# How do you find the derivative of #e^(-3x)#?

using the chain rule

in general:

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To find the derivative of ( e^{-3x} ), you can use the chain rule, which states that the derivative of a composite function is the derivative of the outer function evaluated at the inner function, multiplied by the derivative of the inner function.

The derivative of ( e^{-3x} ) with respect to ( x ) is ( -3e^{-3x} ).

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When evaluating a one-sided limit, you need to be careful when a quantity is approaching zero since its sign is different depending on which way it is approaching zero from. Let us look at some examples.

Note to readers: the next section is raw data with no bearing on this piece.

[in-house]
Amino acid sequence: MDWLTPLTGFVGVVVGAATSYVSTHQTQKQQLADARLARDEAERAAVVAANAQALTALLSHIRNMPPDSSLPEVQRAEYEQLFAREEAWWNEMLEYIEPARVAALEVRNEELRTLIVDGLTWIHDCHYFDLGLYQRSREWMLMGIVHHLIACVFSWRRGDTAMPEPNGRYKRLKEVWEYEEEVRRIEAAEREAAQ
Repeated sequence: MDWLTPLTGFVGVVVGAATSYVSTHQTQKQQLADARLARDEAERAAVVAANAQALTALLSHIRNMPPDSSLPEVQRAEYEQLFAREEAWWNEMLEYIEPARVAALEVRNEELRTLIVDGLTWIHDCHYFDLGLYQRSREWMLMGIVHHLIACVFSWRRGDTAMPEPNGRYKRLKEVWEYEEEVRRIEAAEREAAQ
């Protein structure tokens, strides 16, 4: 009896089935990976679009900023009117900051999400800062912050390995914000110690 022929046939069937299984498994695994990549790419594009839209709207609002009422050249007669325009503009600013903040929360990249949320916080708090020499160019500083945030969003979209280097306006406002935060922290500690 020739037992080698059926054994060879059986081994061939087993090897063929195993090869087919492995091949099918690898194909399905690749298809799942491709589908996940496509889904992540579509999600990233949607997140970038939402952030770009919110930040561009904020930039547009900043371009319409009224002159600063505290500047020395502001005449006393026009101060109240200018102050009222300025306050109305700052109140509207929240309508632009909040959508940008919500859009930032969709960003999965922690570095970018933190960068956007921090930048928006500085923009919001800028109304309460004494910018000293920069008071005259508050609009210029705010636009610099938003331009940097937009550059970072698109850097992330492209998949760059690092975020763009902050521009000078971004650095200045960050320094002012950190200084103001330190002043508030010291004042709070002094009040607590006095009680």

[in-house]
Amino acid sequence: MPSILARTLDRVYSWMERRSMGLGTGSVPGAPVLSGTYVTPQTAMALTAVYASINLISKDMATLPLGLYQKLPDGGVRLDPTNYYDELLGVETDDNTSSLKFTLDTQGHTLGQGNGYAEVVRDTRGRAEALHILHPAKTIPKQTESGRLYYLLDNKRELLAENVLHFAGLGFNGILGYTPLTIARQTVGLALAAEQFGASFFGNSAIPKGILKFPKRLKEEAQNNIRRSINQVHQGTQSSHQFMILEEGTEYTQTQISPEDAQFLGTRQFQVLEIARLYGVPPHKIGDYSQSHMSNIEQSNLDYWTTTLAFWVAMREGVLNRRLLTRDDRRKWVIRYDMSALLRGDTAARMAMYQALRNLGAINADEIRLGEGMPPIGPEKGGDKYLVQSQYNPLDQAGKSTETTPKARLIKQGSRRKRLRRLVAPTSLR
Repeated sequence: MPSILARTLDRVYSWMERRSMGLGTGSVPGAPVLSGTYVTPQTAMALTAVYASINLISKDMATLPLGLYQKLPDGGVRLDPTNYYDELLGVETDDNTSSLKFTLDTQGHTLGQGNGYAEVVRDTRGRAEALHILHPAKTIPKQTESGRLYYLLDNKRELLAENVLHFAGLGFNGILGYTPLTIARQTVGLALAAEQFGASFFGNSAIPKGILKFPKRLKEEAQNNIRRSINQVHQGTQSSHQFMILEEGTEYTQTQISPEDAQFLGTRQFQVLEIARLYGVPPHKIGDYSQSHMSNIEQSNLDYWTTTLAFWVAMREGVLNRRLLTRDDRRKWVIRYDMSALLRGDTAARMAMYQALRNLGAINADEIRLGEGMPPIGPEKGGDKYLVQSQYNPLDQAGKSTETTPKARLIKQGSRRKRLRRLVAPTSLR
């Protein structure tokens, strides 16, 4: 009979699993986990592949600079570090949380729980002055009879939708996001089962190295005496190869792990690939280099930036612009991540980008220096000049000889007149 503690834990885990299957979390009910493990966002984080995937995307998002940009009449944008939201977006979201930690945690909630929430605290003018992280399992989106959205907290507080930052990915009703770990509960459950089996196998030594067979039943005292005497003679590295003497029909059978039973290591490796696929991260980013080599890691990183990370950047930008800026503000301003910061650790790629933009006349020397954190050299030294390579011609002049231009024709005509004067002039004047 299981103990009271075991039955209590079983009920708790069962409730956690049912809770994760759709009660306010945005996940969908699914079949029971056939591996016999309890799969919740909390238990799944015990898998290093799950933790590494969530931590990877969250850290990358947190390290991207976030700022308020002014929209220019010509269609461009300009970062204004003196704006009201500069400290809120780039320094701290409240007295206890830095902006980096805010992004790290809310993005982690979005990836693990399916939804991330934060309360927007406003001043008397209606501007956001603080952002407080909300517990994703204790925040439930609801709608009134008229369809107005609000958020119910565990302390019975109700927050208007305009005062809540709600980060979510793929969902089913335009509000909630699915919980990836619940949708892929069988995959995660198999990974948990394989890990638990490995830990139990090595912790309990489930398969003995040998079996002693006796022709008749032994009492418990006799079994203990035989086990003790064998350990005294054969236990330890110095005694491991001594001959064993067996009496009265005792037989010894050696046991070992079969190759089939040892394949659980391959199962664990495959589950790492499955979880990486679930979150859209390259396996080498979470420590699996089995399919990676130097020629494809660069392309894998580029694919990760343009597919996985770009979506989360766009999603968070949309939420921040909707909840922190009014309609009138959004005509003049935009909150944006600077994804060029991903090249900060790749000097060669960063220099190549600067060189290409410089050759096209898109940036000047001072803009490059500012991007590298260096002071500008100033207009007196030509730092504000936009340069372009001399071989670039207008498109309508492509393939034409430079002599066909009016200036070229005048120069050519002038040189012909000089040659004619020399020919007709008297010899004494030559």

When evaluating a one-sided limit, you need to be careful when a quantity is approaching zero since its sign is different depending on which way it is approaching zero from. Let us look at some examples.

When evaluating a one-sided limit, you need to be careful when a quantity is approaching zero since its sign is different depending on which way it is approaching zero from. Let us look at some examples.

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